Brits barely trust their personal data to anyone, survey suggests

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numbers_circle.gifBritish consumers, faced with so many stories of companies and organisations losing data, and with the ongoing threat of identity theft, really don’t have much faith left in the security of their personal information.

A recent survey by the GB Group found that even the most trusted organisations — banks and building societies — were only trusted by 52% of the respondents.

Recent Government slip-ups may well have caused three-quarters of those surveyed to distrust them, closely followed by local councils with just 21%.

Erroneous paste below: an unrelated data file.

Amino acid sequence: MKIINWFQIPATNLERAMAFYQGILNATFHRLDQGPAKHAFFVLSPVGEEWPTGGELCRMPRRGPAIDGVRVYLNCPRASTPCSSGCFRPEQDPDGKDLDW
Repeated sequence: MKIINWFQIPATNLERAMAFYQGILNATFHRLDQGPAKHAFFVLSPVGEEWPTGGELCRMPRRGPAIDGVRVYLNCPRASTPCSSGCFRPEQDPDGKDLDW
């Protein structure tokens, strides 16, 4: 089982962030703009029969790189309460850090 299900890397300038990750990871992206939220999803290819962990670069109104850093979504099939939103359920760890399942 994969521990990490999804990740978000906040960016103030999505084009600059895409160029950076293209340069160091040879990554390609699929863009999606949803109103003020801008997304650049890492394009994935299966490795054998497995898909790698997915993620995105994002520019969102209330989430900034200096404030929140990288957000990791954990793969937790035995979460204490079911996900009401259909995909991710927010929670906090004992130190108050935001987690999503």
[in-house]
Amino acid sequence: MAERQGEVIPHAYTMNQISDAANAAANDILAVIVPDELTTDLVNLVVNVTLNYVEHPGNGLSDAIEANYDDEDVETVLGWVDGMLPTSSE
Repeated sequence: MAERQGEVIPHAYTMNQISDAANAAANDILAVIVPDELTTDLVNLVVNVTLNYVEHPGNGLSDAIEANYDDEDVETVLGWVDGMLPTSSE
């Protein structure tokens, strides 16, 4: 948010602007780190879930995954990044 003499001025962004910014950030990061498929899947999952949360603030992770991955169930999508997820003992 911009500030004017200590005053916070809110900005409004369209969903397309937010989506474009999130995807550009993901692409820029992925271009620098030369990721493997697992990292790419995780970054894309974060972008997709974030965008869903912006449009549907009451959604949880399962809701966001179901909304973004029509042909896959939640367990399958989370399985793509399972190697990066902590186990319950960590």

At the bottom of the heap are gambling-related companies, with just 4%, though travel companies (6%), mobile phone companies (9%), and retailers (9%) fared only slightly better.

Young people (18-25s) are the most trusting, with two in five saying they are happy to shop online and use social networking sites. However, 45% of all those surveyed said they’d give up online shopping to avoid becoming a victim of identity fraud.

Interestingly, nearly three-quarters of those surveyed believe that organisations holding their personal details are ultimately responsible for protecting their identity. That’ll be regardless of how many un-shredded credit card statements are left in the recycling bin, then?

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Andy Merrett

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